I have never said in this blog that anyone has to believe what I believe. Take what I say or leave it. That’s everyone’s prerogative, but I also don’t have to defend my beliefs to you or anyone. That’s my prerogative. I choose to share it, but you don’t have to agree with it. You can believe the moon is made of green cheese and I’ll defend your right to believe it and set up your own web site for it. It’s not my business to question it. That’s what life is all about. Live and let live.
    Peace.

  15. MOI,

    “The book is only used as a weapon of exclusion in fundamentalist christian communities. I choose not to participate in that form of oppression. But if you wish to be exclusive, that’s your right. But you know nothing about the state of my soul or anyone else’s soul.”

    Come now, surely you cannot believe the absoluteness of that statement…? ONLY used as a weapon? As pj11 said, without the bible, you would have very little (if any) to base your belief on. Even the names “Christian” or “Jesus” are found and sourced in biblical text. It is obviously not being used as a weapon when you take such information from it.

    And if that is true, then it must logically also be a source for other things aside from weaponry.

    If all apples are red, are all red things apples?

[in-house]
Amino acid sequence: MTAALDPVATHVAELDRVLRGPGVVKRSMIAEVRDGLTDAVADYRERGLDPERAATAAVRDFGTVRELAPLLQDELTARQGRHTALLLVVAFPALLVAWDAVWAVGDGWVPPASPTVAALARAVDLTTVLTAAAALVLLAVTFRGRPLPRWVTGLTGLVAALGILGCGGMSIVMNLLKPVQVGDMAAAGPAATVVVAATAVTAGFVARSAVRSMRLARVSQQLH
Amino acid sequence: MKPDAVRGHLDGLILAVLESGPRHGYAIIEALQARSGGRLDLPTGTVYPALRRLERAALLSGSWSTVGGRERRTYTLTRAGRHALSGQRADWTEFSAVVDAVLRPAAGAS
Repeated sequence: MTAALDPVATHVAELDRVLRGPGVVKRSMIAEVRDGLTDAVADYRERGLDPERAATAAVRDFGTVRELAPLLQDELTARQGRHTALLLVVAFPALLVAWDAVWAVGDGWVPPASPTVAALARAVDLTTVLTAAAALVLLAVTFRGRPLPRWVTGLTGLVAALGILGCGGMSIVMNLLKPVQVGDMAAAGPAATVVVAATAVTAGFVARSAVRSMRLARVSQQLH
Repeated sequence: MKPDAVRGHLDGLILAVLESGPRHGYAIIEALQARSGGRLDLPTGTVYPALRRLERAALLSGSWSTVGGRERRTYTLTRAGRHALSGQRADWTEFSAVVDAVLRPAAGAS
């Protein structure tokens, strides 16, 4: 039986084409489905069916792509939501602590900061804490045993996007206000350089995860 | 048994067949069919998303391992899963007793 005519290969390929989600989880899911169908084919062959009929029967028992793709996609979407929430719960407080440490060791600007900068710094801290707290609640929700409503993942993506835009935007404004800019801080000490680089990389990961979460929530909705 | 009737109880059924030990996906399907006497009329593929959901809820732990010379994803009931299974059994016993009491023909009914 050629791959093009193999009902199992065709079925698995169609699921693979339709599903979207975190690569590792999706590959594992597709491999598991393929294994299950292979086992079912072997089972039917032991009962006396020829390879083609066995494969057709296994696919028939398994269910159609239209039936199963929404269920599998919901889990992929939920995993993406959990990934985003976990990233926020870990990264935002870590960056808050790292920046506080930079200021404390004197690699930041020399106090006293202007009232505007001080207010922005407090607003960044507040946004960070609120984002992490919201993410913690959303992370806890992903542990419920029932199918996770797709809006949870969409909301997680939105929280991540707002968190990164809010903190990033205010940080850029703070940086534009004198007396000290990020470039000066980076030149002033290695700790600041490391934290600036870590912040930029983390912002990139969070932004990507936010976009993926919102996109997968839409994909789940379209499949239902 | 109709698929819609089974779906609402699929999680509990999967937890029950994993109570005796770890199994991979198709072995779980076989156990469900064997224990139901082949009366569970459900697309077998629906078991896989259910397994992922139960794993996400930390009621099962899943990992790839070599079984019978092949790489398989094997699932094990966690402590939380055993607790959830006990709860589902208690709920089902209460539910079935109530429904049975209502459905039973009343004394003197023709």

16. To all inerrantists,

    pj11 writes:

    “But if you’re claiming (for example) that a position of biblical inerrancy is “wrong,” then you have an obligation to your readers to reveal your foundation for truth.”

    My foundation for truth is my own capacity for reason, my experience, and education as well as the scientific method, which I do not have a background in, but which I believe in. I believe everyone has a capacity for reason and that people can come to different conclusions because of their experience, education, and or belief/religious culture.

    If people are that curious to know what I think they can read my blogs. But this site is not an apologetic site. I repeat: This site is NOT AN APOLOGETICS SITE! That’s not my purpose. My purpose is expressing my opinion and only my opinion.
    Should anyone want apologetics, I suggest they read the arguments for biblical errancy found here:

    http://www.infidels.org/library/modern/theism/christianity/errancy.html
    http://www.geocities.com/paulntobin/bibleanalysis.html
    http://www.peterballard.org/errancy.html

    I’m not going to get into apologetics. We differ on premise. End of debate. Move on people!

  17. MOI: Fair enough. You are entitled to your beliefs and you don’t have to defend them to me. I will stipulate to this. If you don’t mind, though, just a few follow-up issues …

    You have experienced much in your life, you have educated yourself, and you have come to a series of conclusions that you believe are right. Good. However, you must admit that yours is a pretty narrow perspective on reality. After all, you are (1) finite; and (2) you live in a particular time and culture that shapes your reality. Your beliefs would probably be different if you were a woman living in Nineveh in the 7th century B.C. Or Nazi Germany in 1942. Or Saudia Arabia today. Let’s face it … every person on this earth has their own view of things. Some of them are wrong (i.e. suicide bombers whose reality is jihad). Does a jihadist have the prerogative to say “these are my beliefs.” Of course … but they are still immoral and wrong.